Expired Study
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Cambridge, Massachusetts 02138


The purpose of this research study is to learn about the effects of a medication called Vyvanse on the heart (cardiovascular system). The U.S. Food and Drug Administration (FDA) has approved Vyvanse for the treatment of Attention Deficit Hyperactivity Disorder (ADHD). People who have ADHD have trouble paying attention, organizing, and planning; these symptoms can cause problems at work, socially and at home. Vyvanse (also known as Lisdexamfetamine) is an amphetamine (a stimulant). Amphetamines increase alertness and activity. They are considered safe and effective for treating ADHD in children. Less is known about the safety and effectiveness of stimulants when they are used to treat adults with ADHD. There have been some reports of sudden death in children and adults treated with stimulants. There is no definite evidence that the deaths were related to the use of stimulants. However, the deaths have raised questions about the effects that stimulants might have on such things as blood pressure and heart rate. The study will involve measuring your blood pressure both at home and in the office as well as cardiovascular tests at the main campus of MGH. The cardiovascular tests involved in the study are the echocardiograph (ultrasound of the heart) and cardiopulmonary exercise test (also called stress test; subjects exercise on a bicycle while measuring their heart activity and breathing is monitored by cardiologists). The investigators predict to see changes in blood pressure and heart rate (average increase of heart rate 3-7 bpm, 1-5 mmHg blood pressure) as shown in other clinical studies. The investigators predict that cardiovascular tests, such as the stress test, will show higher resting heart rate and lower heart rate recovery during exercise on LDX in comparison to exercise off LDX. However, the investigators do not expect to see any changes in heart and lung functioning on LDX as compared to off LDX.


Inclusion Criteria: 1. Male and female outpatients 18-60 years of age. 2. A current DSM-IV-TR diagnosis of ADHD, confirmed by the Adult ADHD Clinical Diagnostic Scale (ACDS) at Screening. 3. In phase two only; Stage I primary hypertension (SBP 140-159 mm Hg/DBP 90-99 mm Hg) as defined by Joint National Committee on Prevention, Detection, Evaluation, and Treatment of High Blood Pressure (Chobanian et al, 2003). 4. In phase two only; Treatment with stable doses of up to two FDA approved antihypertensive medications achieving a stable blood pressure of <135/85. Acceptable classes of medications include diuretics, beta-blockers, angiotensin-converting-enzyme (ACE) inhibitors or receptor blockers, aldosterone antagonists, calcium-channel blockers (Rosendorff et al, 2007). Exclusion Criteria: 1. Pregnant or nursing females. 2. Clinically significant cardiovascular history, including angina, syncope, thrombosis, aneurysm, myocardial infarction, myocarditis, valvular disease, heart failure, or arrhythmia. Hypertension is exclusionary in phase one subjects. 3. In phase two; hypertension is not exclusionary, however blood pressure with antihypertensive treatment of ≥135/85 at baseline is exclusionary. 4. Clinically significant or unstable medical condition including pulmonary (asthma, edema, thrombosis), renal, hepatic, metabolic (thyroid) or neurological disorder, based upon a medical history. 5. Orthopedic impairment or BMI that significantly impacts or restricts exercise performance testing, per clinician judgment. 6. Any clinically unstable psychiatric conditions including suicidality, homicidality, bipolar disorder, psychosis. 7. Current (within 3 months) DSM-IV-TR criteria for current abuse or dependence with any psychoactive substance other than nicotine, including alcohol, prescription medicines and/or street drugs. In addition, subjects with clinically significant histories of dependence on alcohol, prescription medications or "street drugs" will be excluded, if such history places subjects at heightened risk, and/or may be associated with cardiovascular sequelae, based on clinician judgment. 8. Ongoing treatment with any psychotropic medication, including anxiolytics, antidepressants, mood stabilizers. 9. Use of Monoamine Oxidase Inhibitors (MAOIs) including linezolid within two weeks prior to starting study medication. 10. Mental retardation (IQ < 75). 11. History of intolerance or allergy to LDX. 12. Diagnosis of glaucoma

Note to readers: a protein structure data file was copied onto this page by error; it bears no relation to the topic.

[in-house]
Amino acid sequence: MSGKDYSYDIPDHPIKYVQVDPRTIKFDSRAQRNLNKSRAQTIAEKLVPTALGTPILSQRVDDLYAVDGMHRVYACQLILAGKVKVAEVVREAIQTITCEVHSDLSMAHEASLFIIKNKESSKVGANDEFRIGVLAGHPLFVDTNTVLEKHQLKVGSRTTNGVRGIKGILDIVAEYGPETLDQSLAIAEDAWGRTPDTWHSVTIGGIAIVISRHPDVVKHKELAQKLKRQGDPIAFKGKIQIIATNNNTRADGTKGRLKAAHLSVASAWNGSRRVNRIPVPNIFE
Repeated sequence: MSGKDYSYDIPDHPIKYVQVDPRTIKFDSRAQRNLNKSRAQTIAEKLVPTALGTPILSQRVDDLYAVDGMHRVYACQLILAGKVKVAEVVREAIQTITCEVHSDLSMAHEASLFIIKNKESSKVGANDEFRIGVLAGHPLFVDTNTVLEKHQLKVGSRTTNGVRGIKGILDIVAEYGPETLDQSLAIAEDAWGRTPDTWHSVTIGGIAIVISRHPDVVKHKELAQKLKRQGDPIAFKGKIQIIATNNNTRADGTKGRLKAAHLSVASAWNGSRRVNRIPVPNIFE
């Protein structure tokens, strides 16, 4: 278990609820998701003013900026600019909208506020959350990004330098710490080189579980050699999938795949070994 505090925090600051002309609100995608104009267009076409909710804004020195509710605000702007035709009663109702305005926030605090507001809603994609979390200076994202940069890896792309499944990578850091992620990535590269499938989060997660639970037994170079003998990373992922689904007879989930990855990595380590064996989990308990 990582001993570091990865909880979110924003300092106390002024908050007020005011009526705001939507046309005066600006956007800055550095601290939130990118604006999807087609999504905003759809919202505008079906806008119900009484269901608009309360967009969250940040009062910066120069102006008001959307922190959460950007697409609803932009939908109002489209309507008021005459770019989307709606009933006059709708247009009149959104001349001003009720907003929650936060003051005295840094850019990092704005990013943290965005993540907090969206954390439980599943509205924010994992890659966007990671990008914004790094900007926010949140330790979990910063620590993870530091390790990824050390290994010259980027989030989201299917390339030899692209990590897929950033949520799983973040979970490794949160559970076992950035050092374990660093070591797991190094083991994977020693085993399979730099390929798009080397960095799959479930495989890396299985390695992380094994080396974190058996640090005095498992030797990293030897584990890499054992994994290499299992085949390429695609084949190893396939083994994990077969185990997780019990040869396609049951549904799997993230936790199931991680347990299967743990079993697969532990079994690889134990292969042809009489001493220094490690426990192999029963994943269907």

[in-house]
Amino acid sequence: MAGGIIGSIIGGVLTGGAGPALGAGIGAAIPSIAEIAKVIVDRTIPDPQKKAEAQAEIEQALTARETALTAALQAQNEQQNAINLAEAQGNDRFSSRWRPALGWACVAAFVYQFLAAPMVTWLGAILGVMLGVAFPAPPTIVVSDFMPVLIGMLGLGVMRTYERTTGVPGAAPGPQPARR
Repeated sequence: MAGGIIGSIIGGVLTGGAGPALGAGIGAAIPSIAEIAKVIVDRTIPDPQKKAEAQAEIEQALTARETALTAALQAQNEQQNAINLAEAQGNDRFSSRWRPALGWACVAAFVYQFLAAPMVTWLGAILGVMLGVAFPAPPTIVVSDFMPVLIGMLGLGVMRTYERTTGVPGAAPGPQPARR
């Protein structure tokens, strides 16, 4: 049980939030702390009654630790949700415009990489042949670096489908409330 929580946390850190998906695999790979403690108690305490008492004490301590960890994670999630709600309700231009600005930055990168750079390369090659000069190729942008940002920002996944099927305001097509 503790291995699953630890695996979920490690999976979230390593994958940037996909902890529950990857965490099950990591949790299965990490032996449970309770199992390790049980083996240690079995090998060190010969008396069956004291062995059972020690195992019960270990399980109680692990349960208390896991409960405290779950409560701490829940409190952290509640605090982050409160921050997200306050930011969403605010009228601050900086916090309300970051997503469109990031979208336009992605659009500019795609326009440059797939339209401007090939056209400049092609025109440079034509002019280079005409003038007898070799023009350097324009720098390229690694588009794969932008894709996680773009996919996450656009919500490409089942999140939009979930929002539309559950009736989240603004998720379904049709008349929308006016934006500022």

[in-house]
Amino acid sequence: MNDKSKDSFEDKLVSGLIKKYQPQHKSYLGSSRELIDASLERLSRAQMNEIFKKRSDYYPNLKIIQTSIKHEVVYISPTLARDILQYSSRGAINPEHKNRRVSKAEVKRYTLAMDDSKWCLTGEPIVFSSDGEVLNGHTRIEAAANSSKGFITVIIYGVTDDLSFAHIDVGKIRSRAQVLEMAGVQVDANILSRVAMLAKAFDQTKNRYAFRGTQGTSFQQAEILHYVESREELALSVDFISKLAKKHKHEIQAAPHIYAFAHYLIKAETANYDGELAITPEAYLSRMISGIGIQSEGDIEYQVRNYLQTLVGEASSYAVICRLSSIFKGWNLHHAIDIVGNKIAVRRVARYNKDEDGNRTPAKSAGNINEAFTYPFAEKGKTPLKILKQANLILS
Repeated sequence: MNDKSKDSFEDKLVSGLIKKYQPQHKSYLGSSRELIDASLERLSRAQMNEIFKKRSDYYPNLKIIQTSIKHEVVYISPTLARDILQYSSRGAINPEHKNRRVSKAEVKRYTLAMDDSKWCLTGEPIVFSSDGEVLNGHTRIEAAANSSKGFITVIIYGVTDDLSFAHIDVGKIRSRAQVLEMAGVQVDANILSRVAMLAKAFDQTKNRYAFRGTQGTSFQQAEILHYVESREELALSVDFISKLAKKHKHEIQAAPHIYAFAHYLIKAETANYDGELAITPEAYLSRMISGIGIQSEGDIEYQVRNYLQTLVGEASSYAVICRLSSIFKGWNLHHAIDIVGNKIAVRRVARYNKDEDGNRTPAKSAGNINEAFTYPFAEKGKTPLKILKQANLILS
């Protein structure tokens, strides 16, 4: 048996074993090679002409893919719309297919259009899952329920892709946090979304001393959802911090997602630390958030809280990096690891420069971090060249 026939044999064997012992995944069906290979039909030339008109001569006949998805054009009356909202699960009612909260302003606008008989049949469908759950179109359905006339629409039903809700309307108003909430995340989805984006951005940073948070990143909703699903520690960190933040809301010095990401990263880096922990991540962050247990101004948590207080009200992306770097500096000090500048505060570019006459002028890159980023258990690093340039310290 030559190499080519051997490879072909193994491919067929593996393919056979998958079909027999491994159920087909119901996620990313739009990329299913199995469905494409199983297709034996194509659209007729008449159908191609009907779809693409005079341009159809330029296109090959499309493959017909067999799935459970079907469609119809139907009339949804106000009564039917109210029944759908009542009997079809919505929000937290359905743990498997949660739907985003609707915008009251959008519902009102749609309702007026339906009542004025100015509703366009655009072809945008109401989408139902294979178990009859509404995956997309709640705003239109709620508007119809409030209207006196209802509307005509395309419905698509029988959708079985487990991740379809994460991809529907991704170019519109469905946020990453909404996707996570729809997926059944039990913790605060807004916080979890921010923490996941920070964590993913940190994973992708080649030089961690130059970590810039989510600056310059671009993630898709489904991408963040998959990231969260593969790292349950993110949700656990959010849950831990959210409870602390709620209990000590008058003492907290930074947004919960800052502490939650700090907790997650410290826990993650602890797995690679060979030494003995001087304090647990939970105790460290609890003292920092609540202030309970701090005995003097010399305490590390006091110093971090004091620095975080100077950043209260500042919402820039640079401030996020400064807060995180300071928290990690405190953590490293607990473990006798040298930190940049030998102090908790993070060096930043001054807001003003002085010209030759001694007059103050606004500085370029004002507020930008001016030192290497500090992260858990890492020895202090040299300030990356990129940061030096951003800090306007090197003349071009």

Primary Contact:

Principal Investigator
Paul Hammerness, MD
Massachusetts General Hospital

Backup Contact:


Location Contact:

Cambridge, Massachusetts 02138
United States

There is no listed contact information for this specific location.

Site Status: N/A

Data Source: ClinicalTrials.gov

Date Processed: October 09, 2019

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